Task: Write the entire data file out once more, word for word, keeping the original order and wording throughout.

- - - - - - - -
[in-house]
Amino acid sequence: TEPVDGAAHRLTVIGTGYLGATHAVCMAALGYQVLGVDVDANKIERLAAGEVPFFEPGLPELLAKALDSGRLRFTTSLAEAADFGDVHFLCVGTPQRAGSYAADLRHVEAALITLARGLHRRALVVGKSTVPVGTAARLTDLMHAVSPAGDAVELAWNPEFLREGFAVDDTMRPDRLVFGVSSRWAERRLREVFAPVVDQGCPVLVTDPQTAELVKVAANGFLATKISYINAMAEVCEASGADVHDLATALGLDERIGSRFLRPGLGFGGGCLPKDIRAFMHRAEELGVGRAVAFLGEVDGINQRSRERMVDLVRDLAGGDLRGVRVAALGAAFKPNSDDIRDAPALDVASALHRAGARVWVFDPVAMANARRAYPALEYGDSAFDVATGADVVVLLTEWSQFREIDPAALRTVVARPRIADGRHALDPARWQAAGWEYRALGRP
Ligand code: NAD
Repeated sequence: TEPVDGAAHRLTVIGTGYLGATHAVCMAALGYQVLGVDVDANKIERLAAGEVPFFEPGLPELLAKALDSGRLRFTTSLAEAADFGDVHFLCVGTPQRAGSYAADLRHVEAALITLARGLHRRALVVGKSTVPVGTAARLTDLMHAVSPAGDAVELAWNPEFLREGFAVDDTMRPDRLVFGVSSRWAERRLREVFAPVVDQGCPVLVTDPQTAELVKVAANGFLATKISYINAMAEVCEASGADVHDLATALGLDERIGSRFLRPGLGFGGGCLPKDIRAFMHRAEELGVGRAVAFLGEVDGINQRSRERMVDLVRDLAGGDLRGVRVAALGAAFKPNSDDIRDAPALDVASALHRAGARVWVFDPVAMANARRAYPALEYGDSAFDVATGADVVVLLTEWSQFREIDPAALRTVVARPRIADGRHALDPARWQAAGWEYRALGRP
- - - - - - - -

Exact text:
[in-house]
Amino acid sequence: TEPVDGAAHRLTVIGTGYLGATHAVCMAALGYQVLGVDVDANKIERLAAGEVPFFEPGLPELLAKALDSGRLRFTTSLAEAADFGDVHFLCVGTPQRAGSYAADLRHVEAALITLARGLHRRALVVGKSTVPVGTAARLTDLMHAVSPAGDAVELAWNPEFLREGFAVDDTMRPDRLVFGVSSRWAERRLREVFAPVVDQGCPVLVTDPQTAELVKVAANGFLATKISYINAMAEVCEASGADVHDLATALGLDERIGSRFLRPGLGFGGGCLPKDIRAFMHRAEELGVGRAVAFLGEVDGINQRSRERMVDLVRDLAGGDLRGVRVAALGAAFKPNSDDIRDAPALDVASALHRAGARVWVFDPVAMANARRAYPALEYGDSAFDVATGADVVVLLTEWSQFREIDPAALRTVVARPRIADGRHALDPARWQAAGWEYRALGRP
Ligand code: NAD
Repeated sequence: TEPVDGAAHRLTVIGTGYLGATHAVCMAALGYQVLGVDVDANKIERLAAGEVPFFEPGLPELLAKALDSGRLRFTTSLAEAADFGDVHFLCVGTPQRAGSYAADLRHVEAALITLARGLHRRALVVGKSTVPVGTAARLTDLMHAVSPAGDAVELAWNPEFLREGFAVDDTMRPDRLVFGVSSRWAERRLREVFAPVVDQGCPVLVTDPQTAELVKVAANGFLATKISYINAMAEVCEASGADVHDLATALGLDERIGSRFLRPGLGFGGGCLPKDIRAFMHRAEELGVGRAVAFLGEVDGINQRSRERMVDLVRDLAGGDLRGVRVAALGAAFKPNSDDIRDAPALDVASALHRAGARVWVFDPVAMANARRAYPALEYGDSAFDVATGADVVVLLTEWSQFREIDPAALRTVVARPRIADGRHALDPARWQAAGWEYRALGRP